Wednesday, November 18, 2009

Dad comes full cycle

Arizona Daily Star article features Mike Noonan '87, who caught the biking bug as a teenager on RAGBRAI and now shares it with his teenage daughter. Maybe they'll join us some time.

Dad comes full cycle
Cyclist, daughter following route of bonding on bikes
By Patrick Finley
ARIZONA DAILY STAR
When Mike and Karolyn Noonan board their bicycles Saturday to race in El Tour de Tucson's 66-mile race, they'll be doing more than participating in a Tucson tradition.
The 45-year-old Noonan and his 16-year-old daughter will be continuing a family bond that started 33 years ago, long before Karolyn was born.
Here's a look at what Iowa, orange juice and "Manhood Training" have to do with Saturday's ride.
• Manhood training: Noonan grew up in Cedar Rapids, Iowa, the son of a high school coach, Robert. In 1976, Robert Noonan, a cycling enthusiast, decided his son needed "Manhood Training" — and enrolled the two in a famous bike ride.
Father and son did the Des Moines Register-sponsored RAGBRAI, Register's Annual Great Bike Ride Across Iowa, which bills itself the longest, oldest and largest touring event in the world. They rode 70 miles per day for seven days, dipping their bike tires in the Mississippi and Missouri rivers along the way.
Mike Noonan liked the ride so much he didn't complain when his father wouldn't let him have a moped like his friends; he didn't own his first car until he was a senior in college.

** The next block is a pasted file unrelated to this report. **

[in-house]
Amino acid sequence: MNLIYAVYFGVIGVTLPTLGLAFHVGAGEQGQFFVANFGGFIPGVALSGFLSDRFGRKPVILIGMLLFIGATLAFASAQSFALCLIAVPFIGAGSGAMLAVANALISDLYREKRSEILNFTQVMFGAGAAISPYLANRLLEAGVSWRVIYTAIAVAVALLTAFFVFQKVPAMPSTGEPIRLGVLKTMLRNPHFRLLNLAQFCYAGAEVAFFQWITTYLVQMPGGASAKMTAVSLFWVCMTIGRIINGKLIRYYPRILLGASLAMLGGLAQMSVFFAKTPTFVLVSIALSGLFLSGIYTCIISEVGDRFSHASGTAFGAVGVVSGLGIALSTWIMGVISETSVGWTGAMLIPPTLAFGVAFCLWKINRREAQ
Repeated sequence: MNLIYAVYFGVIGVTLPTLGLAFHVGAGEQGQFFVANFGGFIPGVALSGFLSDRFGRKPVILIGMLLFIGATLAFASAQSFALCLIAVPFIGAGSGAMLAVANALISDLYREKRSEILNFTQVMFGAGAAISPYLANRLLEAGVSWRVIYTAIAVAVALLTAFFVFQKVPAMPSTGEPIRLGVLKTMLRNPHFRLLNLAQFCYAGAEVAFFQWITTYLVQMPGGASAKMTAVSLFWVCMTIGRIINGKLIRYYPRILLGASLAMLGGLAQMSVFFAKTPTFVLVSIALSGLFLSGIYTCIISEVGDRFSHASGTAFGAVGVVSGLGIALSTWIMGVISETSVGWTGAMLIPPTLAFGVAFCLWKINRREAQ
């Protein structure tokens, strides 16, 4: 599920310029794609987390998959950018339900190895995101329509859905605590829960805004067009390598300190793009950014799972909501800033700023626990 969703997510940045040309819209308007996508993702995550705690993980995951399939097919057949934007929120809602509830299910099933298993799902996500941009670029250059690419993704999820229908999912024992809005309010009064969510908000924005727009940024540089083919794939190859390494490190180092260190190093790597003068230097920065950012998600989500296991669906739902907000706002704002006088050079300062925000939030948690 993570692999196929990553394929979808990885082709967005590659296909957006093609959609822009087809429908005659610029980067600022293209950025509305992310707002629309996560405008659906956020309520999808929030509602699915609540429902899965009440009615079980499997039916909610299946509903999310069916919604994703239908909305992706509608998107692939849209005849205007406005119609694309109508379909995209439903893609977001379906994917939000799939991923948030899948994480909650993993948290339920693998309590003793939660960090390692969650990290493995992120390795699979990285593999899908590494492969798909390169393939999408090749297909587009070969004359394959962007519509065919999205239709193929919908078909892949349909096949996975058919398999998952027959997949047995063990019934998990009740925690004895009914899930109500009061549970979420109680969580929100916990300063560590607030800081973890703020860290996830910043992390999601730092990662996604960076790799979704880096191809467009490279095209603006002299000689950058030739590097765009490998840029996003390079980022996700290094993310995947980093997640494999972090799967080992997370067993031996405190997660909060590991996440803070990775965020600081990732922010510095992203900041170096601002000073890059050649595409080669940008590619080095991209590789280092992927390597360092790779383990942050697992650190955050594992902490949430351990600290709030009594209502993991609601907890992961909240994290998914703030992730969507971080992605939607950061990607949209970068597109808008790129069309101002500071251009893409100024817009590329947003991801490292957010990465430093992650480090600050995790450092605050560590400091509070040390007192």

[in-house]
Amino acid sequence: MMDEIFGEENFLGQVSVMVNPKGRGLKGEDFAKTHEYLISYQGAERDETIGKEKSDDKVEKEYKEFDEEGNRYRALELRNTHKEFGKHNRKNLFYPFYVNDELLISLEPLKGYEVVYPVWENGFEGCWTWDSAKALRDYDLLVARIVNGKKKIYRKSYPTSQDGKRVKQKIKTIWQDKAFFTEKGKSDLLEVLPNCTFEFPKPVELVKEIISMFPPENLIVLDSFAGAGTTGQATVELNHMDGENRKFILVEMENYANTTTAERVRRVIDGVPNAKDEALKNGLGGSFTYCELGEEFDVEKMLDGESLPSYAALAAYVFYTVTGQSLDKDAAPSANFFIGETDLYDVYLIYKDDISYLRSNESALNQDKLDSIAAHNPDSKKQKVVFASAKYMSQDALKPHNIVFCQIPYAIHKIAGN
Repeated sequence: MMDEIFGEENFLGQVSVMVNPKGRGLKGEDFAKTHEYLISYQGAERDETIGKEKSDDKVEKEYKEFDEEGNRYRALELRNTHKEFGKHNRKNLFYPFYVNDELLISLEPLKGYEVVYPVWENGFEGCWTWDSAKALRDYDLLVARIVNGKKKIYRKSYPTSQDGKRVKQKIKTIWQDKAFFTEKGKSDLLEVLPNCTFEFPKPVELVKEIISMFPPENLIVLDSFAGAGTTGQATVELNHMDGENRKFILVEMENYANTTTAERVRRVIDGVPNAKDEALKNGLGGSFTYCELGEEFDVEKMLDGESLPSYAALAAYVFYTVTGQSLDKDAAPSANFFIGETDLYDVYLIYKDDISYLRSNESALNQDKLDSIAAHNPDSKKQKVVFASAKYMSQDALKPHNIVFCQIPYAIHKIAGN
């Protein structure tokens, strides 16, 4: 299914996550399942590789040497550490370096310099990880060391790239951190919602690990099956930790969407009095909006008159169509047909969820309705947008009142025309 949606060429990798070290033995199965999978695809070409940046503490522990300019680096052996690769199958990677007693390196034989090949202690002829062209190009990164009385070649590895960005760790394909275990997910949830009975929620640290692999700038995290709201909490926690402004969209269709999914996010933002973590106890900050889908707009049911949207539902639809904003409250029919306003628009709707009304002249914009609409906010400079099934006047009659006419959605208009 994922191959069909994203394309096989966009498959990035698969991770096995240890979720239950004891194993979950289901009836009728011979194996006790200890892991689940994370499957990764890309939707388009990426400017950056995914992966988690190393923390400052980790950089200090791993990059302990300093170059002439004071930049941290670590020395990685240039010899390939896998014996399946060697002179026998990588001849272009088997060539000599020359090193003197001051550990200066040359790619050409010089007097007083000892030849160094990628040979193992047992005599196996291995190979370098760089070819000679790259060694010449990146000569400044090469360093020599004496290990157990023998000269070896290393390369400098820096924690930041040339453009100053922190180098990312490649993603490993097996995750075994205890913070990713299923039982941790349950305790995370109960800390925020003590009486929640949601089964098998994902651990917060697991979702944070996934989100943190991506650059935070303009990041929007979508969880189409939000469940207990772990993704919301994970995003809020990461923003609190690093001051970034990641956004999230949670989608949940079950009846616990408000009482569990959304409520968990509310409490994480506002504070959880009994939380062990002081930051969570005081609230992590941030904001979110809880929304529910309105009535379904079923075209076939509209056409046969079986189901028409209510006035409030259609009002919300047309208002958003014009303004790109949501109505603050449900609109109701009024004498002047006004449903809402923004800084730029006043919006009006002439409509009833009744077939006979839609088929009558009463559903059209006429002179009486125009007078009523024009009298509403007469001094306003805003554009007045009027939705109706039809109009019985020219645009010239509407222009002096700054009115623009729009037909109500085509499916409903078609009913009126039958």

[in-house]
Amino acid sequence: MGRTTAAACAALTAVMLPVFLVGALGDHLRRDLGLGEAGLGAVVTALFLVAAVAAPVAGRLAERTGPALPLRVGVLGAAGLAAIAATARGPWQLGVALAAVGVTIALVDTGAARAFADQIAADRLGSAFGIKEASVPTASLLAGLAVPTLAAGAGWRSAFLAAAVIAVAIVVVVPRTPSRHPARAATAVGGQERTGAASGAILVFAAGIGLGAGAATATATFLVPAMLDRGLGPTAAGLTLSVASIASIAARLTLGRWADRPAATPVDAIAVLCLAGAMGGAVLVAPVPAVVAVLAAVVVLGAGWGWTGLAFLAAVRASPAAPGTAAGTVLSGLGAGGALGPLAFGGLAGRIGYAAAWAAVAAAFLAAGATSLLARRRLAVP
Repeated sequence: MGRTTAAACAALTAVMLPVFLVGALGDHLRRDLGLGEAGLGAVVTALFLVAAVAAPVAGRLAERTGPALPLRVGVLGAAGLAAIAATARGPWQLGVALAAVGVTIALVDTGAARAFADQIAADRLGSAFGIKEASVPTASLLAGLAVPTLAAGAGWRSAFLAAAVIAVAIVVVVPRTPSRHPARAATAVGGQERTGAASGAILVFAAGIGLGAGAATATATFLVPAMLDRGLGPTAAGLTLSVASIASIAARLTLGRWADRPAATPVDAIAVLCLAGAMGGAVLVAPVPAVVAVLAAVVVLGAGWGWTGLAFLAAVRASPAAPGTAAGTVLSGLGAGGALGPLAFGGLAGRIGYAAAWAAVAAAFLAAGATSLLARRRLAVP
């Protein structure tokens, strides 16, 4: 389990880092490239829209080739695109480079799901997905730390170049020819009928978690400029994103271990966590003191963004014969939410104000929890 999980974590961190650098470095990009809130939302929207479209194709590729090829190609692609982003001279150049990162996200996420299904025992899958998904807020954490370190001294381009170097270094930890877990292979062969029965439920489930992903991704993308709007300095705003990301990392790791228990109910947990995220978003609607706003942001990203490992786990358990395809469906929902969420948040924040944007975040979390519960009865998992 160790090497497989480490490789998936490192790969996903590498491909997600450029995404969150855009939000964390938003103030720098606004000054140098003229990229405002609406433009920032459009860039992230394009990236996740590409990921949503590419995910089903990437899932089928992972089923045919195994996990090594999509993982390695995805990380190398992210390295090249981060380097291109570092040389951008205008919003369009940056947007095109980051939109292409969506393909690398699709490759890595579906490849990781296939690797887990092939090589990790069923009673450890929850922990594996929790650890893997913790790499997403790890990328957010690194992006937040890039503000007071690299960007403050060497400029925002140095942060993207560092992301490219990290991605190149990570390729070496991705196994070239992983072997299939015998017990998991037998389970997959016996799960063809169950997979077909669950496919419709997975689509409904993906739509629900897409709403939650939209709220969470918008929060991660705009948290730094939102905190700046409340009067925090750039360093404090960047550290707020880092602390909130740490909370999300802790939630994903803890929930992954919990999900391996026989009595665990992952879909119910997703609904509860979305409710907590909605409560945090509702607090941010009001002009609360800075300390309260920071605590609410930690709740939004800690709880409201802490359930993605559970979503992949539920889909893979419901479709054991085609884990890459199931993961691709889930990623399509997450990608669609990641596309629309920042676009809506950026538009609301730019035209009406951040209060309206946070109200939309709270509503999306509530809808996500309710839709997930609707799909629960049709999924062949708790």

"I think what it is, is it's the bond it created with my father and I," he said. "I see it as an adult. I want that same bond with my children."
• Bribed with breakfast: Mike Noonan's daughter, Karolyn, rode El Tour's 35-miler two years ago, and began riding on Sunday mornings with her father.
Noonan, who along with his wife, Katie, runs Noonan Physical Therapy and Associates, figured bicycle riding would be a good way for Karolyn to recover from a knee injury this year.
"My dad and I would get up on Sunday mornings before church and bike to Mile Marker 1 on Mount Lemmon, and then to the coffee shop," she said. "After I got comfortable with 1, we went to 2 and then 3. The farthest I've got is 5 1/2."
In the summer, her dad swears, Karolyn would wake up at 6 a.m. to ride — quite a feat for a teenager. They'd ride, eat and go to church.
"The carrot at the end was, 'I'll take you to breakfast at Le Buzz,'" he said, referring to a cafe on Tanque Verde Road. "She likes quiche and freshly squeezed OJ and fruit. I think that was the idea — 'I'll suffer, then Dad will buy me breakfast.'"
• A bond: Mike Noonan, who rides competitively with his friends, uses the Sunday trip as a "recovery ride" — and as a chance to bond with his daughter. He has two boys, but they're busy playing team sports.
"She's my oldest," he said. "She likes fitness, and she and I have things we can do."
Karolyn Noonan, a Salpointe Catholic High School junior, sees it as a chance to bond with her dad, regardless of how the two do Saturday. They're prepared, having done 50 miles — to Vail and back — 10 days ago.
"Obviously, my dad's at work, and I'm at school usually," she said. "It's really nice to go out with him and spend time with him."

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